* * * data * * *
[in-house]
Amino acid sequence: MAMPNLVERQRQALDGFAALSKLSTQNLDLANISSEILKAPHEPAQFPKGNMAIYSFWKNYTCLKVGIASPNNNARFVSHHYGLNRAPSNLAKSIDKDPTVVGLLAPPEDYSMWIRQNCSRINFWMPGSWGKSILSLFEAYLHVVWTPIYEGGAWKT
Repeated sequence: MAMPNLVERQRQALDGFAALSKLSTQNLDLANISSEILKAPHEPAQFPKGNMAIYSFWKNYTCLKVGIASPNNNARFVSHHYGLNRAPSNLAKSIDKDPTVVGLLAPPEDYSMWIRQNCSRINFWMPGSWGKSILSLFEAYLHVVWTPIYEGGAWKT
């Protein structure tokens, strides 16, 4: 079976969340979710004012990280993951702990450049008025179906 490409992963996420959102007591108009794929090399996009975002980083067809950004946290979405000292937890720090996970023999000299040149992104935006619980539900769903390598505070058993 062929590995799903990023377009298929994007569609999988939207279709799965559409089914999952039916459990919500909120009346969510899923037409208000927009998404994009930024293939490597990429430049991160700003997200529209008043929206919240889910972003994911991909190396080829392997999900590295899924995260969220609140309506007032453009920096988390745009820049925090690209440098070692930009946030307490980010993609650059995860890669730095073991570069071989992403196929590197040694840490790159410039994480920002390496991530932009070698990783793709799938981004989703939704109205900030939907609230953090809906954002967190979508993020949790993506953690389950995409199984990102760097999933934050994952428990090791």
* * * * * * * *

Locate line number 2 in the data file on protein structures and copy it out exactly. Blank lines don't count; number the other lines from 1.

Amino acid sequence: MAMPNLVERQRQALDGFAALSKLSTQNLDLANISSEILKAPHEPAQFPKGNMAIYSFWKNYTCLKVGIASPNNNARFVSHHYGLNRAPSNLAKSIDKDPTVVGLLAPPEDYSMWIRQNCSRINFWMPGSWGKSILSLFEAYLHVVWTPIYEGGAWKT